it has taken me so much longer than I’d expected to begin having worthwhile thoughts and ideas again.

Also, let’s talk about breastfeeding, which for women who work outside the home at all actually means some degree of breast-pumping. Breastfeeding is fun and nice, but pumping is horrible. When I leave my baby with a sitter to go work in a nearby library, I pump in a stall in the public restroom; when I’m shuttling between meetings, I try to avoid monopolizing the john in establishments that only have one, squeezing my boobs out as fast as I can. I don’t regret my choice to breastfeed, but I often feel that I didn’t have enough information when I made it. I even thought of it as a way to save money; breast milk, after all, is free, and formula is very expensive. But besides the indignity and inconvenience of having a plastic device suckle at my teat, often in a public bathroom, there’s the fact that my boobs’ schedule often interrupts my brain’s. I can’t tell you how many times I’ve been just getting into a groove, thoughts flowing and typing fingers flying, only to be interrupted by the unignorable ache that means I’m going to have to spend the next 15 minutes hoping that whoever is in the stall beside mine isn’t too creeped out by the mysterious rhythmic suction happening next door. The costs of those lost moments are hard to quantify, as are all the costs I’m mentioning here. But that doesn’t mean they’re not real, or not important.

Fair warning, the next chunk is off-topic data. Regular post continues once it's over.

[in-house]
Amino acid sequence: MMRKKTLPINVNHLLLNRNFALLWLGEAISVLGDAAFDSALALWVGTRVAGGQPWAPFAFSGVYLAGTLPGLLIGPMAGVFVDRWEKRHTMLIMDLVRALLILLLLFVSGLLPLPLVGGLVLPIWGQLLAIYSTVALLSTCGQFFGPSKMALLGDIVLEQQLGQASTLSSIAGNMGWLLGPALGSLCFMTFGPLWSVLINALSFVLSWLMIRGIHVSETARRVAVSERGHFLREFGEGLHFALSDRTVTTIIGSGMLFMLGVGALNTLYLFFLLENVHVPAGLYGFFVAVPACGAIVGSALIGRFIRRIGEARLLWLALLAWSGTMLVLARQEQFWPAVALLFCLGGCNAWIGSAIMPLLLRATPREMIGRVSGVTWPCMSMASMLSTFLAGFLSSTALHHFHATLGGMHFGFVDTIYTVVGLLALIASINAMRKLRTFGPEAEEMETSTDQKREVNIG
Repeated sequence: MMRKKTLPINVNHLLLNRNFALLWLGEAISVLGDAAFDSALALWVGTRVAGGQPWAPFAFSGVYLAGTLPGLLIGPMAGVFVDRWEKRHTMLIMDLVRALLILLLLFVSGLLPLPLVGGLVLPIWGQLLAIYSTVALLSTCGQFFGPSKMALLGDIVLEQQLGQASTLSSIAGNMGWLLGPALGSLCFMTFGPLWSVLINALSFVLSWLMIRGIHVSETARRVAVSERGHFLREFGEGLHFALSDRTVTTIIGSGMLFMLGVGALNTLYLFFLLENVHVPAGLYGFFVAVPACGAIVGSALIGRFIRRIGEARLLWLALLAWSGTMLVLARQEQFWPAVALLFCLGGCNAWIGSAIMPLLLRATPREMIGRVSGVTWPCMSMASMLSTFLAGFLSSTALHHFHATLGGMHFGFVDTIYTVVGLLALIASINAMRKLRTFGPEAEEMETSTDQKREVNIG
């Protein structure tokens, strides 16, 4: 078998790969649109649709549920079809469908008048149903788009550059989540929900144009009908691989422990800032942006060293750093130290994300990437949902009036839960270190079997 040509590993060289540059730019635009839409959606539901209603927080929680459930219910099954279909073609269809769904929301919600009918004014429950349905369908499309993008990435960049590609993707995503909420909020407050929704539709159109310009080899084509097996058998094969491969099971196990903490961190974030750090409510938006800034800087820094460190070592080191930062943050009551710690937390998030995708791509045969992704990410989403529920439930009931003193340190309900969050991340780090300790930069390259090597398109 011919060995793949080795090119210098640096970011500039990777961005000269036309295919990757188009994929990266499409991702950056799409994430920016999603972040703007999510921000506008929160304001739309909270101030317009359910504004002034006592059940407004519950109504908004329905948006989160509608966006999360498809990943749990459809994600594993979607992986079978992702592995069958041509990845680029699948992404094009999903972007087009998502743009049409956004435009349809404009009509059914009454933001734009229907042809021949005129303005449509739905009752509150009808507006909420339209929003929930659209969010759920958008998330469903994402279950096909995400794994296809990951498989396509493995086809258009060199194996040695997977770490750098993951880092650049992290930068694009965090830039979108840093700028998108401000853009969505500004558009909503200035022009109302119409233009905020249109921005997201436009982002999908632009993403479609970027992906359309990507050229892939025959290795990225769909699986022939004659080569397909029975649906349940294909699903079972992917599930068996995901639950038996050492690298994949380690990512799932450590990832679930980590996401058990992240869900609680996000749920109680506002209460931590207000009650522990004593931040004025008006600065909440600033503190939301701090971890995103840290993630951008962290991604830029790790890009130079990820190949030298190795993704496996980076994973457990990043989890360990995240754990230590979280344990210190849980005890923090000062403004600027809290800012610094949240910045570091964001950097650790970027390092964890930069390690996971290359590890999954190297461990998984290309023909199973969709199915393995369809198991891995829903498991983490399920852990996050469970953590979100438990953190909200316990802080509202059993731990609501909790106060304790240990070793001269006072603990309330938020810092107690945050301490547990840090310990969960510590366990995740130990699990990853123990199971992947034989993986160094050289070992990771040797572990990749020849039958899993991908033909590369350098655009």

I don’t regret my choice to breastfeed, but I often feel that I didn’t have enough information when I made it.

I could have chosen a different path, and maybe a more committed, more hard-core writer would have. I could have put my baby in full-time daycare at three months, fed him formula, and buckled down every day on my novel, my essays, my freelance writing, and my small publishing business. But it’s hard to imagine how I could have justified making those choices unless I’d had some reason to feel that they were absolutely necessary. While they are right for some women, they were not right for me. And besides — and this is the really bad part — the reality of creative work is such that, even if I’d done everything differently, I might still be stalled out, deleting and rearranging the words of a sinking failed draft. I still hope for the best with my writing; I’ve surprised myself before, and maybe I will again. If I don’t get back on track, I’ll give up and work in some other way, because of course I will. I’ll do whatever it takes to help my family. On my best days, I manage successfully to trick myself into believing that the sacrifices I’ve made — and the ones I’ve been lucky, so far, to avoid having to make — will add up to something I can’t assess or foresee right now. Being around my son, having so much of my brain taken up by thoughts of him every day, isn’t making me richer, except that it is, in ways that money can never match. But money, not love, is what makes the world go round.